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Null

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  1. The other thing that struck me, was these early men, are just as smart as you or I. They are essentially us. Not some primitive ape-man. They just didn't have the advantage of education/knowledge that we do. But as a thought exercise, I imagine myself in the role of one of those hunter gatherers. After 20-30 years of migrating around the same area, I beleive I would personally notice that the places where fruit/seeds fall to the earth, produce fresh food the next season. I might not know why, but I feel like I would certainly notice that. And be able to tell me children about it. From there agriculture seems like a short step. Not a ten thousand year jump.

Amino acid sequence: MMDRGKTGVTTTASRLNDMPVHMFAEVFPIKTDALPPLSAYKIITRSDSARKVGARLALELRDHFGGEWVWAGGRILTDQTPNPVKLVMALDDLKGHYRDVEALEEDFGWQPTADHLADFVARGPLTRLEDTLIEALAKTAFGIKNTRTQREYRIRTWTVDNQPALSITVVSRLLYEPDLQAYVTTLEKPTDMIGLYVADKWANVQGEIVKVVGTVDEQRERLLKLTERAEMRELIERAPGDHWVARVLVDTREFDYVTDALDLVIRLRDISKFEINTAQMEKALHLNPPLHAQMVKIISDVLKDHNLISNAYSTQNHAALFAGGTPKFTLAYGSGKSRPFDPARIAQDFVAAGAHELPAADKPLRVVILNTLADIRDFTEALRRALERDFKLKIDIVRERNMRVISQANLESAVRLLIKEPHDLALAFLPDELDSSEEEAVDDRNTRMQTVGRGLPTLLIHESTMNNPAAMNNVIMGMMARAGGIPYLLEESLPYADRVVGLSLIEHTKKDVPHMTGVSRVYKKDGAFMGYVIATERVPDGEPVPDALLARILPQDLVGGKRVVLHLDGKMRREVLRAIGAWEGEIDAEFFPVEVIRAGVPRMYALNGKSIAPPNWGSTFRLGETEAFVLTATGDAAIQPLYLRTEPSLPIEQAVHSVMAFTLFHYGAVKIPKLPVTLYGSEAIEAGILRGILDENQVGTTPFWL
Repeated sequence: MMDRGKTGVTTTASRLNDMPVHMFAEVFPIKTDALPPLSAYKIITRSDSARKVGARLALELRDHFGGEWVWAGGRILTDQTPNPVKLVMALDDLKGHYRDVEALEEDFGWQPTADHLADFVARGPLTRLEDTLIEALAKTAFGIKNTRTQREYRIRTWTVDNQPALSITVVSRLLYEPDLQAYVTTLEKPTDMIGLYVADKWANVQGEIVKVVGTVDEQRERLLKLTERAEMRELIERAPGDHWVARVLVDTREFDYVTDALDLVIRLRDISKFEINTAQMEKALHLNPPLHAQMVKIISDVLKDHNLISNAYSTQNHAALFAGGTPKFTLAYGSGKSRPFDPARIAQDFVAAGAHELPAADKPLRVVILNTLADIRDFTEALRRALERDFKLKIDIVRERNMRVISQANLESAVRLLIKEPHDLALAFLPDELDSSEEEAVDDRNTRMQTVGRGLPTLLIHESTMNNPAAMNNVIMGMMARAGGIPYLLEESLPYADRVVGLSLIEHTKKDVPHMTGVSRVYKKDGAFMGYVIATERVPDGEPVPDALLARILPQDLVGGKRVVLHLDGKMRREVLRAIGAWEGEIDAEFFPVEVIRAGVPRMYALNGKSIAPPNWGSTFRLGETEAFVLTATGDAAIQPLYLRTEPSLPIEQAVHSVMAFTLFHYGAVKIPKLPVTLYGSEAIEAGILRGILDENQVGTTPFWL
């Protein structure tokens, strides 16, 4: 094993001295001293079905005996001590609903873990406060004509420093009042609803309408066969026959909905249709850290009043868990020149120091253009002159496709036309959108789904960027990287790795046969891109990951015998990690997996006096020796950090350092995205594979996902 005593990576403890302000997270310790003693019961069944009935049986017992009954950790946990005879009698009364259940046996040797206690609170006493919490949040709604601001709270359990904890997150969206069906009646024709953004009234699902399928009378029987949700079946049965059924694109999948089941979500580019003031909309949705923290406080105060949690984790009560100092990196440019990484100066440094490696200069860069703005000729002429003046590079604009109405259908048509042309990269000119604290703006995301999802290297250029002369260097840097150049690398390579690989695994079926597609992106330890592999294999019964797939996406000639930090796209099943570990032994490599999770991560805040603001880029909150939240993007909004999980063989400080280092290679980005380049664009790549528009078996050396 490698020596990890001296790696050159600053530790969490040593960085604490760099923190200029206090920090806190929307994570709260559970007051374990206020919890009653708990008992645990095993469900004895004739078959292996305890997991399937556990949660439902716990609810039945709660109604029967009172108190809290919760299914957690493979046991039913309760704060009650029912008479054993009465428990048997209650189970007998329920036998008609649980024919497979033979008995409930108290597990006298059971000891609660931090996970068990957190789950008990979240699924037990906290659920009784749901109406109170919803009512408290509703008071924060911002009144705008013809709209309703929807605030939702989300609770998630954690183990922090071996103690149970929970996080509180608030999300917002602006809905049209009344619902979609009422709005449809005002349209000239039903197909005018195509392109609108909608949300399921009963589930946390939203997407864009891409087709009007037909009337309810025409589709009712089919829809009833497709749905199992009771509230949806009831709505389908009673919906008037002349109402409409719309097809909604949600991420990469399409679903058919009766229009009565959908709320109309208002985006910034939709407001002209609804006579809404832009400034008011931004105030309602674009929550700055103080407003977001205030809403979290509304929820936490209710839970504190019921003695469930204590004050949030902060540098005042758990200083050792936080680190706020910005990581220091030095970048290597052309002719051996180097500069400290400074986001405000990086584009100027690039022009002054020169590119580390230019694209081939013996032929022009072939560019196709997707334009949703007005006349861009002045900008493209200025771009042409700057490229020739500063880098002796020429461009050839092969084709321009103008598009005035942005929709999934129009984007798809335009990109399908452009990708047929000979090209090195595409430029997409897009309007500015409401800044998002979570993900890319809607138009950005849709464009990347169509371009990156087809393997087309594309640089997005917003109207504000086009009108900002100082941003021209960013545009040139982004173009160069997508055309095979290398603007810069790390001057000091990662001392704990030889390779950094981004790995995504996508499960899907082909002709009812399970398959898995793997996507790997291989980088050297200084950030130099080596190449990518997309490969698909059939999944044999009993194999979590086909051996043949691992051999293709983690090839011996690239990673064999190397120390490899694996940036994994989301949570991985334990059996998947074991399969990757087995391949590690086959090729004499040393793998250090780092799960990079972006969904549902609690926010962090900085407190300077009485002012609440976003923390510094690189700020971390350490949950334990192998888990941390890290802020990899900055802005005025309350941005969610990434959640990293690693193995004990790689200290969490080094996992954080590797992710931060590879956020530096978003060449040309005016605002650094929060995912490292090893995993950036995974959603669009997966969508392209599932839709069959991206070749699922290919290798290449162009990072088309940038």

2. So I'm sure I am making an error in my thinking somewhere, but in my head when I look at the technological progress of the last hundred years, much lesthe last thousand. It seems there is a gap. In what humans were doing between evolution of modern homosapians, and the foundation of the first civilizations. from wikipedia: homosapians evolved 400,000 and 250,000 bc with "behavioral modernity" being evident around 50,000 bc.(cave paintings, tool use, pottery, etc) Let us assume that the first human civilizations arose ~6,000 BC based on who you ask, and what you consider a "civilization" and ever since then, it appears technology, philosophy and scientific advancement hums right along, and gets better continuously. To such a degree that a mere 7,000 years from our assumption of civilizations origin, men were walking on the moon. So if we take the date of "behavioral modernity" at 50,000 bc there is a "gap" of 44 thousand years, were the pinnacle of human achievement was living in tribes and discovering agriculture. If we take the earliest suggestion of homosapians the gap gets even more pronouced. For 394 thousand years there was barely any appreciable scientific advancement. Biologically modern Humans living in tribes as hunter gatherers. I find it hard to beleive that the same species, that has been capable of going from discovering agriculture, to space travel in 7,000 years, would have no scientific growth for either of the above periods.
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